After North Melbourne disbanded, the team which had been scheduled to play against North Melbourne each week instead had a bye. Clubs were awarded four premiership points for a bye. Williamstown was the only team which had not yet played North Melbourne when it disbanded, so it was the only club to have two byes for the year.

Ladder[edit]

1921 VFA Ladder
TEAM P W L D B PF PA Pct PTS
1 Footscray 17 15 1 1 1 1271 848 66.7 66
2 Port Melbourne 17 14 3 0 1 1521 836 55.0 60
3 Brunswick 17 13 3 1 1 1215 918 75.6 58
4 Williamstown (P) 16 9 7 0 2 1192 879 73.7 44
5 Northcote 17 9 8 0 1 1128 1127 99.9 40
6 Hawthorn 17 7 10 0 1 1140 1407 123.4 32
North Melbourne 8 5 3 0 499 409 81.9 20
7 Essendon 17 4 13 0 1 993 1186 119.4 20
8 Prahran 17 2 14 1 1 842 1401 166.4 14
9 Brighton 17 0 16 1 1 662 1452 219.3 6
Key: P = Played, W = Won, L = Lost, D = Drawn, B = Byes (caused by North Melbourne's withdrawal) PF = Points For, PA = Points Against, Pct = Percentage; (P) = Premiers, PTS = Premiership points Source[11]

Finals[edit]

Semi Finals
Saturday, 24 September Port Melbourne 11.9 (75) def. by Williamstown 15.11 (101) East Melbourne Cricket Ground (crowd: 15,000) [12]
Saturday, 1 October Footscray 12.5 (77) def. Brunswick 7.10 (52) East Melbourne Cricket Ground (crowd: 17,000) [13]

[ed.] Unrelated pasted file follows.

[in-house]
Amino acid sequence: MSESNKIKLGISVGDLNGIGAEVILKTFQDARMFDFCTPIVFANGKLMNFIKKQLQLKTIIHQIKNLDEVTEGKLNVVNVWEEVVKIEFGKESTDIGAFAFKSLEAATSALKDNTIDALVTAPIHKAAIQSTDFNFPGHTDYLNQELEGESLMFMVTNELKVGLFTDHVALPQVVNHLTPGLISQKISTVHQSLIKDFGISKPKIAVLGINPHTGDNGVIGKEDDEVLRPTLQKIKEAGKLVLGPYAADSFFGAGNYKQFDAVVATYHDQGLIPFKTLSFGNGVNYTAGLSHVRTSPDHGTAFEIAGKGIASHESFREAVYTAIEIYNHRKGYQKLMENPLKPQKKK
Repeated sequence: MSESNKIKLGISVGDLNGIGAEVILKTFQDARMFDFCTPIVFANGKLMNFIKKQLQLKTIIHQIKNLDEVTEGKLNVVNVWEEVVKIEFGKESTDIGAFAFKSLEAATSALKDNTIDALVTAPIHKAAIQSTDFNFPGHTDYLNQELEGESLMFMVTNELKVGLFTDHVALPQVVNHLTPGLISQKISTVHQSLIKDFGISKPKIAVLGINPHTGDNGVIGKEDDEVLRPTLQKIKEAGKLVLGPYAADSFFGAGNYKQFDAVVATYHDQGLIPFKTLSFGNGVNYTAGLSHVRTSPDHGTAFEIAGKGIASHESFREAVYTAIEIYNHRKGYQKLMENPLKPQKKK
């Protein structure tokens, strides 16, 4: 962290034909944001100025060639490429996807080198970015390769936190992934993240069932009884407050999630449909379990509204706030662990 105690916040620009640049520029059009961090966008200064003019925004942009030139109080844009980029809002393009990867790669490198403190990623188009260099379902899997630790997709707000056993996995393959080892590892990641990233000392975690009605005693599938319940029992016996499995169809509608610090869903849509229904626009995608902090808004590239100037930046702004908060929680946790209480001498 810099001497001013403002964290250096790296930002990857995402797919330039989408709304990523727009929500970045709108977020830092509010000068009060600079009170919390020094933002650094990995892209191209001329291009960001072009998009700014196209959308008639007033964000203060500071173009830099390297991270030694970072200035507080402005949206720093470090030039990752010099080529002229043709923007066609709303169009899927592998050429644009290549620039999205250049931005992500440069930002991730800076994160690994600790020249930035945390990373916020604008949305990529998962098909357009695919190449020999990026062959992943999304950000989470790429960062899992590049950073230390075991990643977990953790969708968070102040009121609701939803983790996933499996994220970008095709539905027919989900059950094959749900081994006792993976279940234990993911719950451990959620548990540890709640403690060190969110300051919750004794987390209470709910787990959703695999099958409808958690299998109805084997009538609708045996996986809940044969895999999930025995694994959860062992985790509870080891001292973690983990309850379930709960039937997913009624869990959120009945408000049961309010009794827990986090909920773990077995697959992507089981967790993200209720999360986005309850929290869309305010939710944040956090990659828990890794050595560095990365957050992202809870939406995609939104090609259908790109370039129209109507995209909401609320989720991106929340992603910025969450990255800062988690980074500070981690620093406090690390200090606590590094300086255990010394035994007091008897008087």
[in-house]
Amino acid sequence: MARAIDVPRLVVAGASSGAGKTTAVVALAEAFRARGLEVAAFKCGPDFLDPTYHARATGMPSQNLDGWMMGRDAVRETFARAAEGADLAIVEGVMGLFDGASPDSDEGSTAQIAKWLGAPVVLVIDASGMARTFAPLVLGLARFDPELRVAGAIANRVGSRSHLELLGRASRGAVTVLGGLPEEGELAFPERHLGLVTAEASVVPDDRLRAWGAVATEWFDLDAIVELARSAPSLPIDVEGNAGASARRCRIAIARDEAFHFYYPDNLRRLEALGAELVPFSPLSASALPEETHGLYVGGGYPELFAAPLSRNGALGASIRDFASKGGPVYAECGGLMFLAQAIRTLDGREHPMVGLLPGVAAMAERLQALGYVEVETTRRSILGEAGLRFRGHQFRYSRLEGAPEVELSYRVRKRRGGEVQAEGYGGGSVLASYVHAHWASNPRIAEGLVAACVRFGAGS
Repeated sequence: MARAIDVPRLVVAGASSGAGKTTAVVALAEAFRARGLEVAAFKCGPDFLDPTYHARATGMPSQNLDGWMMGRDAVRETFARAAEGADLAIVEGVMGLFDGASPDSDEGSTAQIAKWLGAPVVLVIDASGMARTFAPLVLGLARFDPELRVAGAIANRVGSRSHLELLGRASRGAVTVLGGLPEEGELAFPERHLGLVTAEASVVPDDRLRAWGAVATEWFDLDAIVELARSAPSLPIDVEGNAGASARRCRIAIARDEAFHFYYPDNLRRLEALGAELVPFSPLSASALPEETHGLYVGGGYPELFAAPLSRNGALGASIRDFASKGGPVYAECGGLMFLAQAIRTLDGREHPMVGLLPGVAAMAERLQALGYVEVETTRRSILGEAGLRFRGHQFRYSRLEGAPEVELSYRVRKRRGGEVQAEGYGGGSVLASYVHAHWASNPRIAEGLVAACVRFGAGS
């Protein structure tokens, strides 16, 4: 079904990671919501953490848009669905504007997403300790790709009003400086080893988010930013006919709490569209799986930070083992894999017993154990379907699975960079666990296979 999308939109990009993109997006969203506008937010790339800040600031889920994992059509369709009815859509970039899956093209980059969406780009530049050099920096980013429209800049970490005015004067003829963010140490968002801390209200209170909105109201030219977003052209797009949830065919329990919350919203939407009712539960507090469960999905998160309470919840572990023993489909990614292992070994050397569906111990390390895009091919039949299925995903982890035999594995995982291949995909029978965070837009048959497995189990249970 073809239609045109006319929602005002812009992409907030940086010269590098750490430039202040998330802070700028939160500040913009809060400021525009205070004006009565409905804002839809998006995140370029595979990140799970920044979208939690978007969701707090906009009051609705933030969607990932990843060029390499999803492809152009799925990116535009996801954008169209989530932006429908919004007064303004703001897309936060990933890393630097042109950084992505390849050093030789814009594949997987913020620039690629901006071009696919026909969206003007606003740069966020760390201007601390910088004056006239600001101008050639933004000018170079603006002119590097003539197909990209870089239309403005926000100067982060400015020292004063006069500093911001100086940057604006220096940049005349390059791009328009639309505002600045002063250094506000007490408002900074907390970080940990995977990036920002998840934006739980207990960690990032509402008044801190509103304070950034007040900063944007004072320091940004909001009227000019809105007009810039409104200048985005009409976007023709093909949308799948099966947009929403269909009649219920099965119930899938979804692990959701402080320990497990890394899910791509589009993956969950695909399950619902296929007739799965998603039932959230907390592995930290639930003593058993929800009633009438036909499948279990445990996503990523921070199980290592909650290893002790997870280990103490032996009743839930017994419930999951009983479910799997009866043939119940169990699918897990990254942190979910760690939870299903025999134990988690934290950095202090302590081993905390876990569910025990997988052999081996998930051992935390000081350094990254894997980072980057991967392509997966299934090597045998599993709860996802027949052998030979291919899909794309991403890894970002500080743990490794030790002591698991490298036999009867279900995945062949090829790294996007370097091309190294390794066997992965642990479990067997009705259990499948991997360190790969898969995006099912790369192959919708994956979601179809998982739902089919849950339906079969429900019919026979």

Final
Saturday, 8 October Footscray 9.7 (61) vs. Williamstown 10.5 (65) East Melbourne Cricket Ground (crowd: 10,000) [14]
Saturday, 15 October Footscray 10.5 (65) def. by Williamstown 9.14 (68) East Melbourne Cricket Ground (crowd: 8,000) [15]


1921 VFA Grand Final
Saturday, 22 October Footscray def. by Williamstown Fitzroy Cricket Ground (crowd: 20,000) [16]
0.4 (4)
3.6 (24)
5.8 (38)
 5.9 (39)
Q1
Q2
Q3
 Final
2.1 (13)
2.5 (17)
7.5 (47)
 8.9 (57)
Samson 2, MacKenzie, Park, Smith Goals Carpenter 2, McAuliffe 2, Haughton, Jamieson, N. McDonald, Munro

Notable events[edit]

  • George Taylor (Port Melbourne) was the leading goal-kicker of the home-and-home season, with 64 goals.[11]
  • In the Round 6 match between Essendon and Williamstown on June 11, Williamstown's Phil Skehan, who was playing his first game for club after signing with them only the previous week, was taken from the field after only fifteen minutes, after suffering a severe concussion and broken leg in a legal collision with an opponent. Skehan died from his injuries six days later.[17]
  • In the Round 10 match between Prahran and Brighton at Toorak Park, Prahran was penalised for having too many players on the field after Brighton called for a head count late in the first quarter. Prahran was leading 4.2 (26) to 2.5 (17) at the time, and its score was re-set to zero. Prahran recovered, and the match finished as a draw: Prahran 5.4 (34) to Brighton 4.10 (34).[18] This was the only game that Brighton did not lose during the season.